He was fully cognizant of the controversial nature and the historic and deadly significance of the January 1966 coup, but felt like most, in history, who have taken drastic and sometimes deadly mission-driven steps that he and his colleagues did what they had to do. With respect to some of the judgments directed at them, and some quite appropriate, he noted that many of those were in hindsight and only arose because their venture ultimately failed or did not result in their intended government and plans. I very much agree with him. Success, (no matter how flawed or abhorrent those successful may be), has many fathers and failure regardless of whatever high ideals assigned or claimed is a most lonely orphan.
He had been working on his memoirs for a few years in collaboration with another individual, but that venture collapsed in circumstances that caused him and his family great concern and anguish. He was forced to start afresh on a new project, at the age of 80, over a year ago, and I believe he was working towards its publication at the time of his death.
He is the last of the inside planners and operatives of the January 1966 coup and with his death, a human chapter of that event is finally closed.
I miss him, his stories, jokes and laughter. I miss our long nights’ long tales, mostly his. His favourite tipple was brandy and mine was whisky. He took care of his business and I took care of mine. He was my guest in London for a few months just over a year ago. He was just a brilliant company. As he thanked me for hosting him, I thanked him more for the honour and the company, for mine was usually a quiet house.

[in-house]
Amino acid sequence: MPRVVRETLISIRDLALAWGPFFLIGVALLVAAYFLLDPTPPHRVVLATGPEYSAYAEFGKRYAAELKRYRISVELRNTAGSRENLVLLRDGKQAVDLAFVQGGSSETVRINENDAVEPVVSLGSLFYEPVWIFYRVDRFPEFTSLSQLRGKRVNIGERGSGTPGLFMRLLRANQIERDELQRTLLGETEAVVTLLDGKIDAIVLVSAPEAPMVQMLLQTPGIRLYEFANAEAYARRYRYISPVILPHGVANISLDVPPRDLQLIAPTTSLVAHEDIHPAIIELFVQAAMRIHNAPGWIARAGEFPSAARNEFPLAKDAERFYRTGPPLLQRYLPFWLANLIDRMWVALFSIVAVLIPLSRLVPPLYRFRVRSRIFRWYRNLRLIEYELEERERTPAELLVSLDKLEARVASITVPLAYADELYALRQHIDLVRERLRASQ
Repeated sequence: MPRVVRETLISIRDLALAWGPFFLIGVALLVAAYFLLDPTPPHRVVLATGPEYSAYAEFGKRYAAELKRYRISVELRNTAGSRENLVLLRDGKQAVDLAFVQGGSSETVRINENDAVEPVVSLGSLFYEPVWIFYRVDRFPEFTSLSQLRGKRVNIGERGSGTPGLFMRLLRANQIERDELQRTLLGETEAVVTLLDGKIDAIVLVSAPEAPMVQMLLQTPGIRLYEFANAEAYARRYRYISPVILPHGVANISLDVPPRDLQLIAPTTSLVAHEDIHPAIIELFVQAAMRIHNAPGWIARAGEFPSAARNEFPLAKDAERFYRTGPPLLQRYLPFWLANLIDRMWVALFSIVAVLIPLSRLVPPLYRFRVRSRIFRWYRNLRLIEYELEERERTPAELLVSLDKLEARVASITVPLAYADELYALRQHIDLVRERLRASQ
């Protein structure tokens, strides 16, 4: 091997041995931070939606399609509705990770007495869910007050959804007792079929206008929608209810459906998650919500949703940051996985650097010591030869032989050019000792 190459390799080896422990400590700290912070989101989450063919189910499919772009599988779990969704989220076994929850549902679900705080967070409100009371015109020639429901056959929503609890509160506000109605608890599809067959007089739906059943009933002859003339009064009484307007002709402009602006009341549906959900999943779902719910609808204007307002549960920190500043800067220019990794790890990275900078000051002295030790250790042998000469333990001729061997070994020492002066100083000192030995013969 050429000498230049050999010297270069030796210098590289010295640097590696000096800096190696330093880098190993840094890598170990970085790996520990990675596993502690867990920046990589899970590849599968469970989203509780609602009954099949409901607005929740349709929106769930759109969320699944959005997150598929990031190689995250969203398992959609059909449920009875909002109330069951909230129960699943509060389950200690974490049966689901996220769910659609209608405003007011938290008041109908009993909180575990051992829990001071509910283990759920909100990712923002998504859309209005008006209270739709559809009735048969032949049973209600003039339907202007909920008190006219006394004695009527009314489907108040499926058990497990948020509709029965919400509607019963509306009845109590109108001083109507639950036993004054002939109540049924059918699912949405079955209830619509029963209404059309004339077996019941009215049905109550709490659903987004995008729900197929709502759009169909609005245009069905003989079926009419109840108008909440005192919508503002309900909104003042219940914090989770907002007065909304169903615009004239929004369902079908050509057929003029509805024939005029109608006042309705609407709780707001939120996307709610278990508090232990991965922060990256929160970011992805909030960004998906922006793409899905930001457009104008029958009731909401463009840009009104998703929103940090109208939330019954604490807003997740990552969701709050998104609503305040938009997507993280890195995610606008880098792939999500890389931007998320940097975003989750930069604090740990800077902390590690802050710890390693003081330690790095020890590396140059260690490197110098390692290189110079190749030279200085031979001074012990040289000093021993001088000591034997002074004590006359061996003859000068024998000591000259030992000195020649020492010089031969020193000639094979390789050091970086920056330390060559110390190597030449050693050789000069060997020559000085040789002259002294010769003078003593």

He invited me to a return match to his home at Obosi and I did attempt a visit to Obosi, during my last trip to Nigeria in Feb/ March of last year, but Covid the spoiler of plans struck and I had to beat a hasty retreat to my base.
I came to know him well during his last time in London and I also came to know certain people, certain Nigerians well for their capacity at betrayal and abandonment. The Colonel himself mused that had the fickle hand of fate turned differently in certain ways, that that handful of individuals who had treated him so awfully or dismissively, would have been responding quite differently towards him. He was very right. He was a highly principled man who lived in a very transactional world.
May his gentle soul rest in peace.
Ogene Obosi, no du nma.
Emma Nwobosi Junior and the entire Nwobosi family, I extend my deepest condolences to you on the passing of your beloved father.
May the great Ogene’s soul rest in peace.